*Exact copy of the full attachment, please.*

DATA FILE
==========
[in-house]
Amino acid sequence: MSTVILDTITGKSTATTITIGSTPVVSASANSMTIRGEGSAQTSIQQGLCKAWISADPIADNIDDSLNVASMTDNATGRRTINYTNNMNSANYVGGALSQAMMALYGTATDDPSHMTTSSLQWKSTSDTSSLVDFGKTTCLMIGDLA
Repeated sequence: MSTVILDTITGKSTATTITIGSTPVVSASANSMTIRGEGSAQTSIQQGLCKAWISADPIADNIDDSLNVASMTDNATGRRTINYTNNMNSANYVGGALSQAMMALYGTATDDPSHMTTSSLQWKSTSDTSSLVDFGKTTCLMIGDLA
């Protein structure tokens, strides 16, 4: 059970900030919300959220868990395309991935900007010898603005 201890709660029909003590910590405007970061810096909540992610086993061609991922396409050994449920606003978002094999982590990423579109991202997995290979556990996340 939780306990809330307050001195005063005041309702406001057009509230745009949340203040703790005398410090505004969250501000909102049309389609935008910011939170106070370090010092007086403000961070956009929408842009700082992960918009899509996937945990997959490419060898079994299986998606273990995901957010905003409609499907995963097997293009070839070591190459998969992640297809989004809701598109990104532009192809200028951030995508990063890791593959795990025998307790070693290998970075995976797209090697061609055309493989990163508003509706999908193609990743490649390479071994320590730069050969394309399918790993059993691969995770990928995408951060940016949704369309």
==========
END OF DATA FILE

[in-house]
Amino acid sequence: MSTVILDTITGKSTATTITIGSTPVVSASANSMTIRGEGSAQTSIQQGLCKAWISADPIADNIDDSLNVASMTDNATGRRTINYTNNMNSANYVGGALSQAMMALYGTATDDPSHMTTSSLQWKSTSDTSSLVDFGKTTCLMIGDLA
Repeated sequence: MSTVILDTITGKSTATTITIGSTPVVSASANSMTIRGEGSAQTSIQQGLCKAWISADPIADNIDDSLNVASMTDNATGRRTINYTNNMNSANYVGGALSQAMMALYGTATDDPSHMTTSSLQWKSTSDTSSLVDFGKTTCLMIGDLA
């Protein structure tokens, strides 16, 4: 059970900030919300959220868990395309991935900007010898603005 201890709660029909003590910590405007970061810096909540992610086993061609991922396409050994449920606003978002094999982590990423579109991202997995290979556990996340 939780306990809330307050001195005063005041309702406001057009509230745009949340203040703790005398410090505004969250501000909102049309389609935008910011939170106070370090010092007086403000961070956009929408842009700082992960918009899509996937945990997959490419060898079994299986998606273990995901957010905003409609499907995963097997293009070839070591190459998969992640297809989004809701598109990104532009192809200028951030995508990063890791593959795990025998307790070693290998970075995976797209090697061609055309493989990163508003509706999908193609990743490649390479071994320590730069050969394309399918790993059993691969995770990928995408951060940016949704369309």